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Proteus Infections in a General Hospital. II. Some Clinical and Epidemiological Characteristics: With an Analysis of 71 Cases of Proteus Bacteremia

JONATHAN L. ADLER, M.D.; JOHN P. BURKE, M.D.; DIANA FRANCE MARTIN, Ph.D.; and MAXWELL FINLAND, M.D., M.A.C.P.
[+] Article and Author Information

During this study Dr. Burke was an Epidemic Intelligence Service Officer, Epidemiology Program, USPHS National Communicable Disease Center, Atlanta, Ga.

▸Requests for reprints should be addressed to Maxwell Finland, M.D., Channing Laboratory, Boston City Hospital, Boston, Mass. 02118


Boston, Massachusetts, and London, England


Ann Intern Med. 1971;75(4):531-536. doi:10.7326/0003-4819-75-4-531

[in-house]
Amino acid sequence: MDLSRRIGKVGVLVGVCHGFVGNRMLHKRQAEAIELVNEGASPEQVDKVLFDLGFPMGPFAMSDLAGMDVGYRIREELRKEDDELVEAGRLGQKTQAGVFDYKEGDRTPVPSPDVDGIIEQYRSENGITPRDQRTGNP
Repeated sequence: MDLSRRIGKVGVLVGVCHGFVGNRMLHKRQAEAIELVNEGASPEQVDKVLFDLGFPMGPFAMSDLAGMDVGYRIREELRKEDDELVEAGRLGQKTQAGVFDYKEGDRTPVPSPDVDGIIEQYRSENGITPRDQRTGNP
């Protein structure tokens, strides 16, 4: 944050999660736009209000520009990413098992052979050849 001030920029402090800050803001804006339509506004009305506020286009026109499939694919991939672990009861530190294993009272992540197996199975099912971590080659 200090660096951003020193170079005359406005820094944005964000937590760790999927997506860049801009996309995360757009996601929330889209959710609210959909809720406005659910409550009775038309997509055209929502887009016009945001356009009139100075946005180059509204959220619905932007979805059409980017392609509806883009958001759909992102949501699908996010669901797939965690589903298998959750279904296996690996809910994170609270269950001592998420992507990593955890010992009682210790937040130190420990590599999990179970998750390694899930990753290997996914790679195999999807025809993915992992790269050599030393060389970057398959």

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In a clinical analysis of 87 patients with nonbacteremic proteus infections and of 71 patients with proteus bacteremia, about two thirds of all the infections were acquired in the hospital. Proteus infections of the urinary tract were somewhat more frequently acquired in the community than in the hospital. Two thirds of the nosocomial infections occurred on surgical wards; 68% of community-acquired infections were in general medical ward patients. Most strains of Proteus mirabilis proticine types 6 and 9 were from hospital-acquired infections; some of the patients with these types were clustered in medical and neurosurgical wards. Most of the respiratory infections occurred within the first 10 days in the hospital; most of the wound infections occurred after the third week. About 30% of all proteus infections and of the bacteremias were first apparent after the fourth week. In 85% of the nosocomial bacteremias, antibiotics had been administered before the first positive blood culture.

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